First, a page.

de Quervain’s Tendonitis or Wrist Tendonitis

de Quervain’s tendonitis (first dorsal compartment tendonitis) is brought on by irritation or inflammation of the wrist tendons at the base of the thumb. This inflammation causes the compartment (a tunnel or a sheath) around the tendon to swell and enlarge, making thumb and wrist movement painful. Making a fist, grasping, or holding objects often causes pain.

What Causes de Quervain’s Tendonitis?

This condition is usually caused by taking up new, repetitive activity.

New mothers are especially prone to this type of tendonitis because caring for an infant often creates awkward hand positioning. Hormonal fluctuations associated with pregnancy and nursing further contribute to its occurrence.

A wrist fracture may also predispose you to de Quervain’s tendonitis because of increased stresses across the tendons.

Signs and Symptoms of Wrist Tendonitis

The main symptom is pain over the thumb-side of the wrist. It may appear gradually or suddenly, and is located at the first dorsal compartment at the wrist. The pain may radiate down the thumb or up the forearm, with hand and thumb motion increasing pain (especially with forceful grasping or twisting).

You may experience swelling over the base of the thumb which can include a fluid-filled cyst in this region. There may be an occasional “catching” or “snapping” when you move your thumb.

Because of the pain and swelling, motion such as pinching may be difficult. Irritation of the nerve lying on top of the tendon sheath may cause numbness on the back of the thumb and index finger.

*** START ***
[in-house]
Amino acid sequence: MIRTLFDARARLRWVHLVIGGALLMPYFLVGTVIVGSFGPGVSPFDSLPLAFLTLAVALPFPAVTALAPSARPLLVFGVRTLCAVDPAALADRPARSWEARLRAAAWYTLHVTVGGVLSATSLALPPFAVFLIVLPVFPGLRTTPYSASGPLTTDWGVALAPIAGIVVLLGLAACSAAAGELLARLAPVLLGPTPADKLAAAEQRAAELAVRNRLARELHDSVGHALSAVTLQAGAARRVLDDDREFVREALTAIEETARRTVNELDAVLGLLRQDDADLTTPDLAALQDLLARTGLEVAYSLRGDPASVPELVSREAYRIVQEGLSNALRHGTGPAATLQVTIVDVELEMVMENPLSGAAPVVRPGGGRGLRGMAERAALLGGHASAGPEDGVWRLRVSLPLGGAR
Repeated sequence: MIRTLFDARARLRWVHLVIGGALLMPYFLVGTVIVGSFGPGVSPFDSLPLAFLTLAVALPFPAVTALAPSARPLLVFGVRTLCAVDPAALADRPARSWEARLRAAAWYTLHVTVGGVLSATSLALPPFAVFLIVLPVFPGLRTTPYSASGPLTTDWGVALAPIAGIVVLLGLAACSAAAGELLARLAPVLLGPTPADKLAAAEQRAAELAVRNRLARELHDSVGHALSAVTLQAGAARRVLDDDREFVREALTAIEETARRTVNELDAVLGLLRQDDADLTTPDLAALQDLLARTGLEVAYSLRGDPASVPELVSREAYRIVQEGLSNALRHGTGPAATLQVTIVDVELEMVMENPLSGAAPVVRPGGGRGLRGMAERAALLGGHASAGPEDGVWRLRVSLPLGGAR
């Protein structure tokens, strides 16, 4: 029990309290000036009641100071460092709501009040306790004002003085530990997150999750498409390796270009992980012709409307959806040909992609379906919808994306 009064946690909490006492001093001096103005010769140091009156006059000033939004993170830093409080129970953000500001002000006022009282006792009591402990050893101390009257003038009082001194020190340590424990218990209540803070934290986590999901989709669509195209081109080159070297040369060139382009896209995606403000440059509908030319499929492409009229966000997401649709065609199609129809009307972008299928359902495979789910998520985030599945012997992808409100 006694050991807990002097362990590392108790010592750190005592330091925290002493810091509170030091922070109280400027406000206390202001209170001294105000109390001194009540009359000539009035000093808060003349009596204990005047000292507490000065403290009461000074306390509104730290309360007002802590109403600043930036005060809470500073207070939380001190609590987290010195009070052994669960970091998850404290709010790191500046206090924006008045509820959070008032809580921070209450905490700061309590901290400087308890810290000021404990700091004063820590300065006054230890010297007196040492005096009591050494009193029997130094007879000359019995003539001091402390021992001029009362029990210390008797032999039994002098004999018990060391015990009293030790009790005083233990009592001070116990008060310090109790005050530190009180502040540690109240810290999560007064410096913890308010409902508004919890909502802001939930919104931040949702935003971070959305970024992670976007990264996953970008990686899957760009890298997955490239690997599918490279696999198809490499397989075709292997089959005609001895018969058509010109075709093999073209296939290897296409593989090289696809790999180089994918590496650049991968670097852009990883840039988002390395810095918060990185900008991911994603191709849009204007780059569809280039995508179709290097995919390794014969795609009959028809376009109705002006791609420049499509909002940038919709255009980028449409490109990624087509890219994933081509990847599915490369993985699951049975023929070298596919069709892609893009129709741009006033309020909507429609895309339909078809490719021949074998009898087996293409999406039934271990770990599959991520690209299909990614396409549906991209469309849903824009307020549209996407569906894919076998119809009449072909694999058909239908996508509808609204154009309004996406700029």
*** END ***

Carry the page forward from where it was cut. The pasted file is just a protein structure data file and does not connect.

Diagnosis of Wrist Tendonitis

You will be asked to make a fist with your fingers clasped over your thumb. This involves bending your wrist in the direction of your little finger, making the maneuver quite painful if you have de Quervain’s tendonitis.

Wrist Tendonitis Treatment

The goal of wrist tendonitis treatment is to relieve the pain caused by the irritation and swelling. Options may include:

  • Resting the thumb and wrist by wearing a splint.
  • Taking an oral anti-inflammatory
  • Cortisone-type of steroid injections in into the tendon compartment

Each of these non-operative treatments helps reduce the swelling, which typically relieves pain over time. In some cases, simply stopping the aggravating activities may allow the symptoms to go away on their own.

If symptoms are severe or do not improve, surgery may be recommended to open the compartment to make more room for the inflamed tendons, which breaks the vicious cycle of the tight space causing more inflammation. You can resume normal use of your hand once comfort and strength have returned.

Call South Florida Hand and Orthopaedic Center at (561) 241-4758 to make an appointment for wrist tendonitis treatment.